The hippocampus is, in fact, continually stimulated by events that are traumatic or dramatic. This includes television programs, movies and video games that contain violence. This stimulation creates addiction. In addition to this external stimulation we create stories in our psyche. These stories become self-fulfilling prophecies. Why? Because the universe mirrors back to us the condition of our brain.

As a result of external and internal experiences we reinforce the neural networks in the limbic brain. It becomes difficult to heal from a traumatic memory that is instilled and installed in our hippocampus. Think post traumatic stress syndrome.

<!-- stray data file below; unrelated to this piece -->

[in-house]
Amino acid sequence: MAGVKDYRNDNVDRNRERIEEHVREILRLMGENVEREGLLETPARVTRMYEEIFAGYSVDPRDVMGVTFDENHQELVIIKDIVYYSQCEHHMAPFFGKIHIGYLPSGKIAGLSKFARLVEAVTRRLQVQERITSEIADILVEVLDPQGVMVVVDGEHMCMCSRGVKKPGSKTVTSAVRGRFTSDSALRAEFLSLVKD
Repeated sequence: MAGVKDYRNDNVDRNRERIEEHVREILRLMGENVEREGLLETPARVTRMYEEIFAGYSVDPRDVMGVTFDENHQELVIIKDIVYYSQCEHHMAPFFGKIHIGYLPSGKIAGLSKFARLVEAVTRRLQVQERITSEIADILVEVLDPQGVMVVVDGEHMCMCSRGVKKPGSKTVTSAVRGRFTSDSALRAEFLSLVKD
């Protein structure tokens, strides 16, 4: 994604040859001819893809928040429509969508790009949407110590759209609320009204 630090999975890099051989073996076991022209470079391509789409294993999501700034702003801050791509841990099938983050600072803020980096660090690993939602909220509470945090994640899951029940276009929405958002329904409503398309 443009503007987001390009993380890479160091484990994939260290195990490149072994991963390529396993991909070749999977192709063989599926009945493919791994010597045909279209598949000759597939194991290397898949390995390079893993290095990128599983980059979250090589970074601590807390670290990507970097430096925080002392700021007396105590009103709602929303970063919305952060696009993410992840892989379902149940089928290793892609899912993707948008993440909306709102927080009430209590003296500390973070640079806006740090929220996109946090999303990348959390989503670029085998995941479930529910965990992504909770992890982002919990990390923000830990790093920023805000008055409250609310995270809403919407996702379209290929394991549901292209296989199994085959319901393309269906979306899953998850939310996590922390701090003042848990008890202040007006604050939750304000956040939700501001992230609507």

The brain desperately needs to be rewired. We want to break free of the programming of the limbic brain. We need to break free from the addictions to the stories. For some people it can be harder to stop watching television than it is to stop the mind chatter. For others the opposite is true. This is not a mandate to never buy another ticket to a James Bond movie. The point is to be conscious of the fact that external and internal dramas can create physiological results not conducive to a healthy mind, body and spirit. Fear of not having enough – of anything – is a common external and internal drama. Hand in hand with this is the fear of losing what you already have. We all need to know in our deepest heart that we can live in abundance REGARDLESS of what we have. We need to get away from a paradigm of fear, aggression and scarcity.